Although a growing number of families are eager to travel together, convincing them to shell out big money for seemingly dry experiences is a tall order. So tour operators need to create lively environments for children to make their trips more appealing for the lucrative market.
Tour operators specializing in luxury cultural trips — many of which take travelers to locations such as prominent art museums and archaeological sites — have long focused on attracting older guests through their heavy use of lecture-like presentations.
But such companies are increasingly targeting younger travelers and families with young children by turning away from those professor-like talks while emphasizing the use of technology. The shift comes as more people are expressing an interest post-Covid in traveling with loved ones. Seventy-six percent of respondents to a recent survey of consumers in seven countries said they plan to travel more with their families in 2022 than in 2021.
“There is a really growing segment of travelers and a younger age group that really want to have these stimulating cultural experiences.” said Adam Sebba, CEO and co-founder of the newly launched UK-based tour operator The Luminaire. The company surveyed travelers worldwide with a combined worth of $4.4 billion prior to its launch.
“I think the portion of people wanting (to just relax on holiday) has declined and been replaced by a growing segment of travelers that want to go to Antarctica and see climate change with climate scientists and educate their children.”
Sebba said he noticed a huge increase in inquiries for educational experiences at a previous position. He declined to provide a figure for how many trips The Luminaire has booked for families, but said the company is seeing a strong booking interest in family trips for the summer of 2022. The Luminaire’s first booking enquiry came from a father and teenage son planning to travel together.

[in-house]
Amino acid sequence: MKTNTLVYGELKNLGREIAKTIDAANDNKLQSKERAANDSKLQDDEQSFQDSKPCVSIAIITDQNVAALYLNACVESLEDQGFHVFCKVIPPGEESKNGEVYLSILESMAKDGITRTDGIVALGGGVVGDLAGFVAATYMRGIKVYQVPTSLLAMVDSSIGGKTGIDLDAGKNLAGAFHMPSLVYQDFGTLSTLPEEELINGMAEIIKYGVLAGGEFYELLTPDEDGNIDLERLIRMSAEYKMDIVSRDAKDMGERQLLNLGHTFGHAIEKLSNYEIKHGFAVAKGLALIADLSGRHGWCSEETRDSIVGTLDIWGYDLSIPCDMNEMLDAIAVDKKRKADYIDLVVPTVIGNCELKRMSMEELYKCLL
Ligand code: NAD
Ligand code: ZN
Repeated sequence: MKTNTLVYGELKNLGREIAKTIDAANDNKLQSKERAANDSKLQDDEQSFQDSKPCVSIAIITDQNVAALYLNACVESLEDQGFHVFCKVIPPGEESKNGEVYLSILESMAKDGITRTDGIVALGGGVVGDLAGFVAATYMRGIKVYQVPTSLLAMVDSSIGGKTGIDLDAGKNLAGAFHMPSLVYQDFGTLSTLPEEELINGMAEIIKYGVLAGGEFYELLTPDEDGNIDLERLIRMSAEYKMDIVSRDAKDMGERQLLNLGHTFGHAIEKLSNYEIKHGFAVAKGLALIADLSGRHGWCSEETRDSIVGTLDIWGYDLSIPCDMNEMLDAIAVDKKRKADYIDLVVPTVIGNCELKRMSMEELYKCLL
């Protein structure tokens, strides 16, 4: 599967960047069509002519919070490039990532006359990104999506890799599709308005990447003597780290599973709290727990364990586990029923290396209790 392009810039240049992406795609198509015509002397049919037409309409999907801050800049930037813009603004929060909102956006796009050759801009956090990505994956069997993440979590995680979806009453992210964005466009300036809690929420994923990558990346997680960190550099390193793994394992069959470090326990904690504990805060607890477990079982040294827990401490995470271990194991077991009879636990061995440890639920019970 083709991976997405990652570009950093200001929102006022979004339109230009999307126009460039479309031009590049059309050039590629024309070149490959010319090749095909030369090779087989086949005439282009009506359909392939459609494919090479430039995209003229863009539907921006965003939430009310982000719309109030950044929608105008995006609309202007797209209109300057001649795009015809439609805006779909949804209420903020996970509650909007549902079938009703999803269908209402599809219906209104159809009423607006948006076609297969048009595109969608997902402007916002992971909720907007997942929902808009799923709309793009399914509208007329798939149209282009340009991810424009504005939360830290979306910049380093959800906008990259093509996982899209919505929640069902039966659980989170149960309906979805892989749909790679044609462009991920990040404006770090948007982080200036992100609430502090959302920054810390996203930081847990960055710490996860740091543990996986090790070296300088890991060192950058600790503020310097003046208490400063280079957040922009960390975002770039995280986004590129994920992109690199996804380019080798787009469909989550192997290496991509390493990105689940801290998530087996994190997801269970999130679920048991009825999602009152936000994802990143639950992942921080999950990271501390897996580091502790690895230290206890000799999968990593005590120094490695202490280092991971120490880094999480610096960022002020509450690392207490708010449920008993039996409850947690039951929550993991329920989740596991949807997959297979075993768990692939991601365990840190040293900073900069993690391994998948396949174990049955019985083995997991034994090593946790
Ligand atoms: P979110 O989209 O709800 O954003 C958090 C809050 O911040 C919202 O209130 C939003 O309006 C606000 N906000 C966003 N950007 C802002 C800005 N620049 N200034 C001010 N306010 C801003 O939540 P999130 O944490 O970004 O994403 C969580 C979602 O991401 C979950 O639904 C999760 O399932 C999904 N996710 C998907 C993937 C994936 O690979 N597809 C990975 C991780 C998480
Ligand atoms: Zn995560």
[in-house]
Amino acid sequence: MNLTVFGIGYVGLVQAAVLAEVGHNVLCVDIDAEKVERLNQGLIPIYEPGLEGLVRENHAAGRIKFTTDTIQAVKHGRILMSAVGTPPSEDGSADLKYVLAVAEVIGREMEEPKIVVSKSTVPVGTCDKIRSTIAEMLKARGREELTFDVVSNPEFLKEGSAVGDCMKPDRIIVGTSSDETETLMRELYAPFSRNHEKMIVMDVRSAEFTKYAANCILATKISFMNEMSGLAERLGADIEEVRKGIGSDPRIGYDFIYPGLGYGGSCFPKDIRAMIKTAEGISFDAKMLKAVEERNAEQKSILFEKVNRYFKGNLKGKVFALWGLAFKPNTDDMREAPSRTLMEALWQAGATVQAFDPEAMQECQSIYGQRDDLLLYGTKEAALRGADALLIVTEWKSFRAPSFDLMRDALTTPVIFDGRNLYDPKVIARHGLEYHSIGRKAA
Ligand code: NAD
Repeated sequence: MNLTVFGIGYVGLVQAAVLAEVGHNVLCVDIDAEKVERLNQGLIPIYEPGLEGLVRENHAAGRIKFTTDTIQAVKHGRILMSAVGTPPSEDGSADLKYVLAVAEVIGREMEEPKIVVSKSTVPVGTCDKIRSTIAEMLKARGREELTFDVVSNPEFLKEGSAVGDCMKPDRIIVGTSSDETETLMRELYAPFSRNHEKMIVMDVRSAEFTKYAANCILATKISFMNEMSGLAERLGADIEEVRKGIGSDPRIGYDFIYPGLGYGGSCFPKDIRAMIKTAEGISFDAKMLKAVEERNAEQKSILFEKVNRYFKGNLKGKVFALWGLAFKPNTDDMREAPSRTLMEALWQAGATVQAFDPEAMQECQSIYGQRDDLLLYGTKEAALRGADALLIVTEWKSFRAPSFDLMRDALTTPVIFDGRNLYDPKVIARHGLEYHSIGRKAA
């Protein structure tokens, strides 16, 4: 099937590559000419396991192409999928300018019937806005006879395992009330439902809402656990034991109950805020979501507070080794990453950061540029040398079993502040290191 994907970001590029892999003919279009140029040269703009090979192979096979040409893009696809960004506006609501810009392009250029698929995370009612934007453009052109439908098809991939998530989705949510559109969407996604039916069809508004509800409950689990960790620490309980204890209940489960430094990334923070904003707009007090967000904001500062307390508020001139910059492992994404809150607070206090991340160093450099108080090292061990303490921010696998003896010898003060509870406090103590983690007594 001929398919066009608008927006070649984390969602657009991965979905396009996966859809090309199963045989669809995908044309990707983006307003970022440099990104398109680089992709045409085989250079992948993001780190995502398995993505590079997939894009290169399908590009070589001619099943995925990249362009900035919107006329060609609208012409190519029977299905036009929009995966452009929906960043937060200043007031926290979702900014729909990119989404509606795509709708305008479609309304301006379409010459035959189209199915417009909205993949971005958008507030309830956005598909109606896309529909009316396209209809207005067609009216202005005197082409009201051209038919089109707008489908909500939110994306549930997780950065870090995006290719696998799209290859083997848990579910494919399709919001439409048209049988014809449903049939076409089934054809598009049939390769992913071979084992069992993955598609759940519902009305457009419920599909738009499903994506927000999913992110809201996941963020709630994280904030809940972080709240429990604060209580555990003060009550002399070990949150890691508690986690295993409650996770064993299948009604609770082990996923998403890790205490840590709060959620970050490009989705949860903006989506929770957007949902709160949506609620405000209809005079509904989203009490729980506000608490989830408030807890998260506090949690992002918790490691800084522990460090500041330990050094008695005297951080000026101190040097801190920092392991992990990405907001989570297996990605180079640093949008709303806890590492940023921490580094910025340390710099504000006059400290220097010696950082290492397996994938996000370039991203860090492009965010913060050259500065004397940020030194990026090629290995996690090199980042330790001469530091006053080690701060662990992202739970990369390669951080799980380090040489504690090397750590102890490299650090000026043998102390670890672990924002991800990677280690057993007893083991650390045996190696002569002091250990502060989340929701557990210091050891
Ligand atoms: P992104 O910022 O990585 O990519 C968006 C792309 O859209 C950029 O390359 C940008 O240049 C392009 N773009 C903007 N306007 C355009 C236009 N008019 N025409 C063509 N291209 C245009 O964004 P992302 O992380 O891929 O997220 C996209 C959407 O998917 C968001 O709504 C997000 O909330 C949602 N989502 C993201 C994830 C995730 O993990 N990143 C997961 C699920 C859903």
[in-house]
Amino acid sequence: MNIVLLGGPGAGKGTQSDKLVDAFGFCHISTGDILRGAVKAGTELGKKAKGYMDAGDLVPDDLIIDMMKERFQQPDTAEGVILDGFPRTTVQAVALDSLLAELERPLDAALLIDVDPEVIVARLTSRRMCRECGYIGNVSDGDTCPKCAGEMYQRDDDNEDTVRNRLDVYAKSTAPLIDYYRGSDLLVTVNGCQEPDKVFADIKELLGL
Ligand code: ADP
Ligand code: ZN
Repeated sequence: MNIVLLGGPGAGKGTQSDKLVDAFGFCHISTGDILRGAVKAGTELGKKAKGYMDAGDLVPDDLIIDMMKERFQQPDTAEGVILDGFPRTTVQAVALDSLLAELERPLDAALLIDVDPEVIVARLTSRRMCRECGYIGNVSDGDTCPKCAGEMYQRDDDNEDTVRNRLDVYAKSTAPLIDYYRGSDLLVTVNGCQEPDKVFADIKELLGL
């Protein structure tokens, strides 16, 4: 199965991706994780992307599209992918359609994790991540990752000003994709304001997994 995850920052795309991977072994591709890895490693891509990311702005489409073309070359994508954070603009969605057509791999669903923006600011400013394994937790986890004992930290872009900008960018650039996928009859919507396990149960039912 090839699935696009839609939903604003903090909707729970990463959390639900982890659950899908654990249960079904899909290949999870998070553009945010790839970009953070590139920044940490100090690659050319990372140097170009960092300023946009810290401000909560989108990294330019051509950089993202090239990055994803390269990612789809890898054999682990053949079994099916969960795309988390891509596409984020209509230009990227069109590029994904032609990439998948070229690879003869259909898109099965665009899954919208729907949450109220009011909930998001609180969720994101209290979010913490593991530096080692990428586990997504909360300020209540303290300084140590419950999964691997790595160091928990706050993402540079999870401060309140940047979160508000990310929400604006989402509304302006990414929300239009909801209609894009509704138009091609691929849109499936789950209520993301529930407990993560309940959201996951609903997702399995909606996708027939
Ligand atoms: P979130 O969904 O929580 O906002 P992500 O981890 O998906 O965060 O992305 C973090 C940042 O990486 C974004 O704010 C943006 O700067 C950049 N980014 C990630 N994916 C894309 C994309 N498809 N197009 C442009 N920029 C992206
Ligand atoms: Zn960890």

“If you go away with a family or in a group of friends, you want to have a shared experience. If you just take in the sun or lie by the pool, you don’t get to have these shared experiences,” Sebba said. “When you learn something from an expert, you all come together with memories and a common bond. It can be a very powerful experience to have.”
But how are companies active in the sector working to make their trips more attractive to a younger demographic? June Chin-Ramsey, the CEO of U.S.-based Context Travel, said her company is showcasing videos from its offerings containing shorter sound bites instead of promoting professor-like presentations.
“People want to know that this is not going to be some boring lecture that will put them to sleep,” Chin-Ramsey said. She added that while older guests might not have a problem with listening for between 60 and 90 minutes, that format is generally unappealing to many younger guests who want more interaction during tours.
Likewise, Sebba said the Luminaire plans to create augmented reality and virtual reality content with its experts. He added the company aims to use the technology to make historical sites, such as the Colosseum in Rome, come to life with historical characters.
While Chin-Ramsey believes that it’s appropriate to take children as young as four years old on tours, Sebba acknowledges it can be difficult for very young guests that age to engage with objects they’ll come across, such as a sculpture or painting. But The Luminaire is planning immersive experiences during its tours that Sebba views as captivating for children. He provided, as an example, his company’s upcoming trip to a paleontology camp to Wyoming, where guests will be able to dig for a dinosaur.
“Interactive experiences are both for adults and children alike,” Sebba said. “But we see immersion as an essential part of the engagement process for children.”
The growing desire to provide children educational opportunities extends to the choice of hotels. Sebba revealed the company learned through the survey prior to its launch that most important criteria travelers had for a hotel were the ability to educate children and the opportunity to have enriching experiences there.
“For me, that was definitely a penny drop moment,” Sebba said.
Photo credit: A young traveler using virtual reality technology The Luminaire